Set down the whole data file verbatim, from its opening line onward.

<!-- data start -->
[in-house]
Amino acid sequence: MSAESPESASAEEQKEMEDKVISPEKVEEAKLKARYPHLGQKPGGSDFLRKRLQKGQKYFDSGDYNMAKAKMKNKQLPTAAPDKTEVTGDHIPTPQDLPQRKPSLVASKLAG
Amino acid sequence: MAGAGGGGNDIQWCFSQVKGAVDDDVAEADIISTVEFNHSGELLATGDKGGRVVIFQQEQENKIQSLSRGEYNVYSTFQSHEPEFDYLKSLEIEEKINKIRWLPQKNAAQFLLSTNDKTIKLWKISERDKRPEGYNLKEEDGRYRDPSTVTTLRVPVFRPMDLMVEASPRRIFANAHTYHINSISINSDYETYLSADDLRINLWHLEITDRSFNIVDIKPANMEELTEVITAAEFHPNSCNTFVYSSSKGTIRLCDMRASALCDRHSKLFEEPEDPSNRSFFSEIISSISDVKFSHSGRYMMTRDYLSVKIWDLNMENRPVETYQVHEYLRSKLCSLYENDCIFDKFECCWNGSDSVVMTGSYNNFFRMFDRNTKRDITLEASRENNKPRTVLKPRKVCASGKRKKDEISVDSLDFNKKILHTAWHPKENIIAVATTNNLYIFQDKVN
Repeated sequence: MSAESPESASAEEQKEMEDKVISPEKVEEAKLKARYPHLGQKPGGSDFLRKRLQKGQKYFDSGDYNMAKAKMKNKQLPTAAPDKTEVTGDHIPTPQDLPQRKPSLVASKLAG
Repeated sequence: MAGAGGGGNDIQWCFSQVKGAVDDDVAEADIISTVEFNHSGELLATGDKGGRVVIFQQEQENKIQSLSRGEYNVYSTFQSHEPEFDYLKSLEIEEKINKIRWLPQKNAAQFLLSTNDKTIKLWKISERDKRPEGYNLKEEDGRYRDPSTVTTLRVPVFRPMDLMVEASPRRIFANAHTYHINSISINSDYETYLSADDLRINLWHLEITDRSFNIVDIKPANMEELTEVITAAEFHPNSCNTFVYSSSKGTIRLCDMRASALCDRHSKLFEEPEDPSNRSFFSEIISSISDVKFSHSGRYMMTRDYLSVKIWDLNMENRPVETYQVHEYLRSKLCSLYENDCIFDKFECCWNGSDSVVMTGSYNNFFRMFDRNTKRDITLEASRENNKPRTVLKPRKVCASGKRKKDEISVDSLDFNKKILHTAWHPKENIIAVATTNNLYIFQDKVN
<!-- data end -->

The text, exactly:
[in-house]
Amino acid sequence: MSAESPESASAEEQKEMEDKVISPEKVEEAKLKARYPHLGQKPGGSDFLRKRLQKGQKYFDSGDYNMAKAKMKNKQLPTAAPDKTEVTGDHIPTPQDLPQRKPSLVASKLAG
Amino acid sequence: MAGAGGGGNDIQWCFSQVKGAVDDDVAEADIISTVEFNHSGELLATGDKGGRVVIFQQEQENKIQSLSRGEYNVYSTFQSHEPEFDYLKSLEIEEKINKIRWLPQKNAAQFLLSTNDKTIKLWKISERDKRPEGYNLKEEDGRYRDPSTVTTLRVPVFRPMDLMVEASPRRIFANAHTYHINSISINSDYETYLSADDLRINLWHLEITDRSFNIVDIKPANMEELTEVITAAEFHPNSCNTFVYSSSKGTIRLCDMRASALCDRHSKLFEEPEDPSNRSFFSEIISSISDVKFSHSGRYMMTRDYLSVKIWDLNMENRPVETYQVHEYLRSKLCSLYENDCIFDKFECCWNGSDSVVMTGSYNNFFRMFDRNTKRDITLEASRENNKPRTVLKPRKVCASGKRKKDEISVDSLDFNKKILHTAWHPKENIIAVATTNNLYIFQDKVN
Repeated sequence: MSAESPESASAEEQKEMEDKVISPEKVEEAKLKARYPHLGQKPGGSDFLRKRLQKGQKYFDSGDYNMAKAKMKNKQLPTAAPDKTEVTGDHIPTPQDLPQRKPSLVASKLAG
Repeated sequence: MAGAGGGGNDIQWCFSQVKGAVDDDVAEADIISTVEFNHSGELLATGDKGGRVVIFQQEQENKIQSLSRGEYNVYSTFQSHEPEFDYLKSLEIEEKINKIRWLPQKNAAQFLLSTNDKTIKLWKISERDKRPEGYNLKEEDGRYRDPSTVTTLRVPVFRPMDLMVEASPRRIFANAHTYHINSISINSDYETYLSADDLRINLWHLEITDRSFNIVDIKPANMEELTEVITAAEFHPNSCNTFVYSSSKGTIRLCDMRASALCDRHSKLFEEPEDPSNRSFFSEIISSISDVKFSHSGRYMMTRDYLSVKIWDLNMENRPVETYQVHEYLRSKLCSLYENDCIFDKFECCWNGSDSVVMTGSYNNFFRMFDRNTKRDITLEASRENNKPRTVLKPRKVCASGKRKKDEISVDSLDFNKKILHTAWHPKENIIAVATTNNLYIFQDKVN